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Survey on animal use and alternatives in higher education in Europe

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Survey on animal use and alternatives in higher education in Europe

From The Lord Dowding Fund for Humane Research
February 2012

For almost thirty years, the LDF has supported and promoted the replacement of the use of animals in life science education. We believe that in order to change the culture of animal use in industry, science graduates need to learn using advanced techniques, rather than animals.

As part of this ongoing work, we commissioned a survey of the use of animals in higher education in Europe, which was carried out by Dr Akiko Hemmi and Professor David Dewhurst of the University of Edinburgh.

Aims and objectives:

Countries were selected for the survey in order to give a good mix of geography, developing vs. developed countries and languages. Those chosen were the UK, France, Germany, Spain, Italy, Poland, Holland, Slovenia, Czech Republic and the Republic of Macedonia.

A search was then conducted to identify courses that contained components of physiology or pharmacology, especially via practical laboratory classes. The number of institutions contacted in each country ranged from 3 to 52, with a total of 294 contacted. Each was invited to complete the questionnaire, which had been translated into their language in order to maximise the response rate and ensure clarity. Follow-up emails and telephone calls were made.

The main findings

The average number of animals used per institution was calculated, although the low number of responses from the Eastern European countries made valid comparisons difficult. However, Romania was found to have the highest average of 110.8 animals, followed by France with 68.6 and Spain with 48.2.

Of the western European universities the UK had the third highest average levels after France and Spain. Underlying these figures is the fact that Spain uses the highest number of mammals, and the UK the highest number of amphibians.

The UK showed a staggeringly high use of guinea pigs relative to other countries, with an estimate of over 400. The next highest figure for guinea pigs was France, with 11. According to Professor Dewhurst “this fits with the guinea pig ileum preparation being the most frequently used in teaching undergraduate pharmacology” in the UK.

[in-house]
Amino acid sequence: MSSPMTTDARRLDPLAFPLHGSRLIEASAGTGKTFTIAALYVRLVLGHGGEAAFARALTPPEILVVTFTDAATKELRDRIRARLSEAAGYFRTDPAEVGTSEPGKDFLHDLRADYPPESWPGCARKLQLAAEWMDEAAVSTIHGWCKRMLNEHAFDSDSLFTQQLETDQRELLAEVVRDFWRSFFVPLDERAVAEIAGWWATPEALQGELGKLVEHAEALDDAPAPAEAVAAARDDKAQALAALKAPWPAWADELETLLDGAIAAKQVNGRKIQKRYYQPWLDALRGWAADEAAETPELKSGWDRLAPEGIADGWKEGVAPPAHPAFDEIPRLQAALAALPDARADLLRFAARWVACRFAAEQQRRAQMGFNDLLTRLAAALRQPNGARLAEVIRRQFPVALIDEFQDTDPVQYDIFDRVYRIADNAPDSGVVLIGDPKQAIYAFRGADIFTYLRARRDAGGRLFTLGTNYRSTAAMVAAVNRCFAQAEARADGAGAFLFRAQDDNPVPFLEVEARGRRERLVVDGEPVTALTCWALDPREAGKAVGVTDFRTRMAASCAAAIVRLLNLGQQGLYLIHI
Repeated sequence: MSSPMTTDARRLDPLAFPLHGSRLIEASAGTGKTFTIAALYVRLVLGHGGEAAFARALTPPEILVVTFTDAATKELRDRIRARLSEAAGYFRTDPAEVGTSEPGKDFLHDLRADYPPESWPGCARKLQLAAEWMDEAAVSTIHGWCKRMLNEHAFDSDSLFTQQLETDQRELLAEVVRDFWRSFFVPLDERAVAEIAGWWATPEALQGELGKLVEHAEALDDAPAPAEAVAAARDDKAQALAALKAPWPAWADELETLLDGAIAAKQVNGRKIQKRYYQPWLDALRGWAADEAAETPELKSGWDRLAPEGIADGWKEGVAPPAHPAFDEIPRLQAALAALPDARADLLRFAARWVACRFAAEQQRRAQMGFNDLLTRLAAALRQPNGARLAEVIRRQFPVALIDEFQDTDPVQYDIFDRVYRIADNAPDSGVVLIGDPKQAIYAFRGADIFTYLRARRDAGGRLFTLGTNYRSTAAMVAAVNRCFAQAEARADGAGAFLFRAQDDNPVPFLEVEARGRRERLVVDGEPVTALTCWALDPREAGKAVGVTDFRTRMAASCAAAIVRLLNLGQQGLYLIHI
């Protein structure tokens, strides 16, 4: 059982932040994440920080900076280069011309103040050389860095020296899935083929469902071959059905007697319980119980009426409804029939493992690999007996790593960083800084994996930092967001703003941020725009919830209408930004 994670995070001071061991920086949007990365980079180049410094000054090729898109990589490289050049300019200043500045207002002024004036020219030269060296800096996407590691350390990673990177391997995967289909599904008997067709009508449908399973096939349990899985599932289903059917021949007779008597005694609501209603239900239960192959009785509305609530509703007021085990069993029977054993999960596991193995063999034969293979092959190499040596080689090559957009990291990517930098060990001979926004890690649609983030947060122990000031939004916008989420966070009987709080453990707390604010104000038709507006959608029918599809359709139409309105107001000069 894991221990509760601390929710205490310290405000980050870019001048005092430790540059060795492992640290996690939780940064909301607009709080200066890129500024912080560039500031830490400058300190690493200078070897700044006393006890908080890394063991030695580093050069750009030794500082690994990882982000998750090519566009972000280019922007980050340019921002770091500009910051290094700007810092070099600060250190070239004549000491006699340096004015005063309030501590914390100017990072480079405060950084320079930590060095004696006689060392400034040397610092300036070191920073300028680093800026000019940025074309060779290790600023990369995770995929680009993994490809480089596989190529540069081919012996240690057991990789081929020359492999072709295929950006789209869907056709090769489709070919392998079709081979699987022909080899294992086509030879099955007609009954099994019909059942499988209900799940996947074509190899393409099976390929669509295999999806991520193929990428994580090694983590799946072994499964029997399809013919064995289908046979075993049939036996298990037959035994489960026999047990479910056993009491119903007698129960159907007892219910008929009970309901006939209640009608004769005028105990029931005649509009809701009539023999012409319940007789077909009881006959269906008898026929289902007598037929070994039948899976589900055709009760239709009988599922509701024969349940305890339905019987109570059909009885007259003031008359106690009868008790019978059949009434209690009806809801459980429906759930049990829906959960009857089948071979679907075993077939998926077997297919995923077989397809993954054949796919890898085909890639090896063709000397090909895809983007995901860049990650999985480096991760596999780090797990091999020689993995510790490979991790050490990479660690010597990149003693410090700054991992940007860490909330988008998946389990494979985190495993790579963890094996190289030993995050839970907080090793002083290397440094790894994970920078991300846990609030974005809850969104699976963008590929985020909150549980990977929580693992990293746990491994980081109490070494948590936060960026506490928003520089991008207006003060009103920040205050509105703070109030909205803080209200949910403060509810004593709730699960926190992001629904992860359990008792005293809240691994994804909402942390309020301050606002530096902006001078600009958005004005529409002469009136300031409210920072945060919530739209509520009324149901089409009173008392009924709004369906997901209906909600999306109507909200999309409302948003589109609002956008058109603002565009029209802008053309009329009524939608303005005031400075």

The top three reasons why institutions did not use computer-based resources were identified as:

  1.  Difficulty in finding resources.
  2. Lack of money.
  3.  Available resources did not meet specific learning objectives.

In Germany and Spain, the “lack of capacity to create resources in-house” was reported as an issue and in Italy the barrier was cited as “the lack of support from their institutions and/or colleagues”. Three of the four Eastern European countries found that the cost of the programmes was a barrier to use.

Positively, a number of factors that would persuade academic staff to introduce alternatives were identified. These included “published evidence of effectiveness” and “recommendation from a colleague”.

Interestingly, in the Western European institutions the students’ objections to animal use was “a serious driver”, whereas in the Eastern European countries this was a lower priority than saving money. Thus in some countries, moral objections may not be sufficient to reduce animal use if it is perceived that the alternatives are more expensive.

It was noticeable that some institutions chose to remain anonymous, making it difficult to obtain accurate data and calculate response rates. This may have been because the questionnaire was perceived as being the “thin end of the wedge” to abolishing animal use in education. However, the authors believe that “the study has made a significant first step in this area and possibly represents the most comprehensive survey carried out to date”.

As expected, mice and rats were the most common mammalian species used for teaching, although Macedonia and Spain were the only countries to report the use of dogs. Of the non-mammalian species, amphibians were most used; possibly to teach nerve and muscle physiology.

Language was reported by some respondents to be a barrier. This shows the importance of making foreign language versions of these programmes available, especially if they are free or low cost and there is published evidence of their effectiveness.

It is hoped that eventually no animals will be used in teaching. Alternatives are certainly available and were reported as being used to replace animals at high levels in Spain and at low levels in France and Italy. The authors concluded that the “reported use of alternatives in UK universities (35%) is disappointing”.

This study shows that despite successes there remains much to do to ensure that alternatives to animals in education are actually implemented. Step one is developing the alternatives but it is vital to maintain the pressure to ensure their use. This study has provided vital information for our drive to end the use of animals in education.